Alex Avila: ‘A lot of great memories’ in Detroit
Detroit — Six years after he first made it to Comerica Park, Alex Avila and the Tigers are preparing for his departure.
Nothing is official. But few expect a man days from free agency to be wearing a Detroit uniform in 2016. It’s why Tigers manager Brad Ausmus made a point Sunday to have Avila in the starting lineup for a 1:08 p.m. game between the Tigers and Twins in the last home tussle of the season at Comerica Park.
“One last home game here, which will be nice,” said Avila, who was scheduled to catch for Tigers starter Randy Wolf as the Tigers prepared to close out the Comerica half of their schedule ahead of a final road trip to Texas and Chicago.
“We’ve had a lot of success here. There have been a lot of great memories. It’s been a great relationship.”
And yet it has been a difficult partnership.
There have been too many injuries, beginning with a series of concussions that appeared, at one point in 2014, as if they could be career-threatening. There has also been a steady tumble in Avila’s batting numbers since 2011 when he was the American League All-Star starter and looked as if he might become a franchise catcher.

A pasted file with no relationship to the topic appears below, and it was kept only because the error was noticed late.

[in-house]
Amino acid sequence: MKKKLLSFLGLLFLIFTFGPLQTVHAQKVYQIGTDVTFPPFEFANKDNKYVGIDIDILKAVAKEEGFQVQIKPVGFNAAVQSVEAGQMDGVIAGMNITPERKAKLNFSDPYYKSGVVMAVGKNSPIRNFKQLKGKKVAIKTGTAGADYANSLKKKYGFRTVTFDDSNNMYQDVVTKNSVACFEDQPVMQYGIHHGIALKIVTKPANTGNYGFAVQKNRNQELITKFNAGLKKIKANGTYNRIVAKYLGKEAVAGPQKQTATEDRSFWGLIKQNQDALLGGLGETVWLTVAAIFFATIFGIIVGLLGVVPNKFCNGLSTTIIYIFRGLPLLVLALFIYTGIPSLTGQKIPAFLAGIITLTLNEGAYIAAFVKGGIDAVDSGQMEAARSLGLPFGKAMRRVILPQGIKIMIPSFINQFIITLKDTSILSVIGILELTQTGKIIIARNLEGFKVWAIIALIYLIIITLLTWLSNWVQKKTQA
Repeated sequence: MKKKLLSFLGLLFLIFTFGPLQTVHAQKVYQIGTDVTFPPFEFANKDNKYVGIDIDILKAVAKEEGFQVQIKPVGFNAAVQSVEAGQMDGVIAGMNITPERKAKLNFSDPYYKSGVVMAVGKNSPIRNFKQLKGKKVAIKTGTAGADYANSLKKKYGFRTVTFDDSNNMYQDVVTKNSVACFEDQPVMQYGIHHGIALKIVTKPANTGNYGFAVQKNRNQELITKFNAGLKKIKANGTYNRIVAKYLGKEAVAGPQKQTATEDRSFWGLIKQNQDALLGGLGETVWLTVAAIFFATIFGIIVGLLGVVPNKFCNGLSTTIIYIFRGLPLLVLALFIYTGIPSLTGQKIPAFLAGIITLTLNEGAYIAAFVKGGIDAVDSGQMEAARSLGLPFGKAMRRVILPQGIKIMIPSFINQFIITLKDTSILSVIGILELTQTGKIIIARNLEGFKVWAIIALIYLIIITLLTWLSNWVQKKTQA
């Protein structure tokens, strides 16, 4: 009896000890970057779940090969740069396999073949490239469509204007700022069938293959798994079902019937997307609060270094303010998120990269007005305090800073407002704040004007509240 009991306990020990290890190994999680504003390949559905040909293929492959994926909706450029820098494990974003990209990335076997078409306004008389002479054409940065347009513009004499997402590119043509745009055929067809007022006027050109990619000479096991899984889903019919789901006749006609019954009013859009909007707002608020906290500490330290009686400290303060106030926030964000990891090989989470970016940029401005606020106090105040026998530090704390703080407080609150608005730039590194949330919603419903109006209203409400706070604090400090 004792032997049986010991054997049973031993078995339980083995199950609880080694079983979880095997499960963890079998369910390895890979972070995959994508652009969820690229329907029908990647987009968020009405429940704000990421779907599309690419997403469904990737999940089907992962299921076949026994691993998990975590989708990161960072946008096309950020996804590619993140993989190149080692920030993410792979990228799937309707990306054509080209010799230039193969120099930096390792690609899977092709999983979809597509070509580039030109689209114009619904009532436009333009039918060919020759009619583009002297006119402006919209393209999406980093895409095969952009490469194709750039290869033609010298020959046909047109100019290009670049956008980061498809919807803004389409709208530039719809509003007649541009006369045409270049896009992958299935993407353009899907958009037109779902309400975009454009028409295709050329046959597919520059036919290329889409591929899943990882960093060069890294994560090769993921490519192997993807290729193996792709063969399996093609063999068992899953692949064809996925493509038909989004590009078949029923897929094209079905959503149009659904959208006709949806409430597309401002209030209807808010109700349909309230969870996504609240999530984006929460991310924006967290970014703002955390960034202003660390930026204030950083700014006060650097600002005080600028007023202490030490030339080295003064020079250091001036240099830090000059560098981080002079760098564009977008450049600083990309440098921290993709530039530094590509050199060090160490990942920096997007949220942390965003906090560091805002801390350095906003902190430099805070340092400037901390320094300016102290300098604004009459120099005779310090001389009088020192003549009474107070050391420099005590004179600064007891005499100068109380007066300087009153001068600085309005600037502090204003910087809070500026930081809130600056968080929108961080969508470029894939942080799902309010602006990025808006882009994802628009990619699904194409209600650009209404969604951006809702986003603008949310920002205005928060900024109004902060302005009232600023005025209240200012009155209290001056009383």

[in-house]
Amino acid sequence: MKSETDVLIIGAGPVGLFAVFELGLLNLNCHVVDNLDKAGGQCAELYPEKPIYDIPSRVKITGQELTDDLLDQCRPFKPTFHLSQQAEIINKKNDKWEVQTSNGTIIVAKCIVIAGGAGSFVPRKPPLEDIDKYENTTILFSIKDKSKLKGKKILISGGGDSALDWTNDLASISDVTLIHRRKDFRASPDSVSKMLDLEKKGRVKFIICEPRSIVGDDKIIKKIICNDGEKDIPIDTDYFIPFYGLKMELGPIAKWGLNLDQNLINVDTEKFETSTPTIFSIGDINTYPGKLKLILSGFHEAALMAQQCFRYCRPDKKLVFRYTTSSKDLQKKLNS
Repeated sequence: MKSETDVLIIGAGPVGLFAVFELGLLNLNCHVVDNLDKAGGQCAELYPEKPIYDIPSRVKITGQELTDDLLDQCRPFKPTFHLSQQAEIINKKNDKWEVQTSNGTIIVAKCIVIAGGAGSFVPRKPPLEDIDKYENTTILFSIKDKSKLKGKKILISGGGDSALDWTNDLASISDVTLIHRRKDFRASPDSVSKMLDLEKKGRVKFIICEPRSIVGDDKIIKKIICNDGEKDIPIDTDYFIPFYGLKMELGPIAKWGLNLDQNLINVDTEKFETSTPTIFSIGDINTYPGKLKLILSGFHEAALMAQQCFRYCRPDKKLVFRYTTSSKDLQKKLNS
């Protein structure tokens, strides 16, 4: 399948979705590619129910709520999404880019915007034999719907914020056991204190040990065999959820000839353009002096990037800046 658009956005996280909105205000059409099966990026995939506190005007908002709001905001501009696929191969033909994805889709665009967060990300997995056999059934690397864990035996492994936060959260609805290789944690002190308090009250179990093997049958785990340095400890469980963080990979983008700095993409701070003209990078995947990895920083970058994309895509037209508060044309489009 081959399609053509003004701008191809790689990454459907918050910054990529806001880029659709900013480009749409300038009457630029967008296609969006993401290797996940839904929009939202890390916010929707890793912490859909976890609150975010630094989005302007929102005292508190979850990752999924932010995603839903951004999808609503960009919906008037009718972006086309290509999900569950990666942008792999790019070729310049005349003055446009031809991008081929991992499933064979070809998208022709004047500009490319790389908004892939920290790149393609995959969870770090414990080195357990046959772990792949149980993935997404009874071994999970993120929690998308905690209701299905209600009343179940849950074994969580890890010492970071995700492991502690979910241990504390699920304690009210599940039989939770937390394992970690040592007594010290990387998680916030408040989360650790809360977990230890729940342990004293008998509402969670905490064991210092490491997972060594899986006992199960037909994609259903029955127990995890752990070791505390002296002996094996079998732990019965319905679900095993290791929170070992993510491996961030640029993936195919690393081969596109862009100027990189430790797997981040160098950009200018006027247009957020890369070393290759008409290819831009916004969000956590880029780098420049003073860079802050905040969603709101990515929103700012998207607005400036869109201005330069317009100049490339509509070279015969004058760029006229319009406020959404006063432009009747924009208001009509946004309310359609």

“I wouldn’t be shocked if the head injuries had something to do with it,” Ausmus said Sunday, analyzing how a left-handed hitter who batted .295 in 2011, with an .895 OPS, could Sunday have been sitting at .190 and .626.
But never has there been an issue with Avila’s defense. Or with his arm. Or with his pitch-calling prowess. Or with his professional or personal integrity.
It is why Ausmus was sure Sunday to mention his own experience, having worked as a catcher during two separate stints with the Tigers. And why a return trip for Avila might also be in the cards.
But implicit in all parties’ words has been the sense there will be no renewal ahead of 2016. The Tigers aren’t sure about a back-up catcher for new starter James McCann, but Bryan Holaday is a natural, affordable choice to be McCann’s fill-in when the team convenes in five months for spring camp.
The fact his father, Al, is the team’s new general manager changes nothing about a son’s prospects for remaining in Detroit.
In fact, the relationship has been a constant source of discomfort – and of happiness – since the day Tigers assistant GM David Chadd snagged Avila in the 2008 draft’s fifth round.
Father and son have handled a delicate circumstance nobly. During Dave Dombrowski’s reign as GM, Al resolutely excused himself from any front-office discussions about his son.
Alex dealt with the simple fact he worked primarily for Dombrowski and on a daily base for the Tigers manager. In their respective jobs, father and son had little overlap.
But that has changed. And for reasons of economics, primarily, it is anticipated Alex will be offered a better deal, and perhaps enjoy a more relaxed environment, signing with another team.
Until then, he’ll have one more day as a starter in Detroit. In the only big-league uniform he ever has known.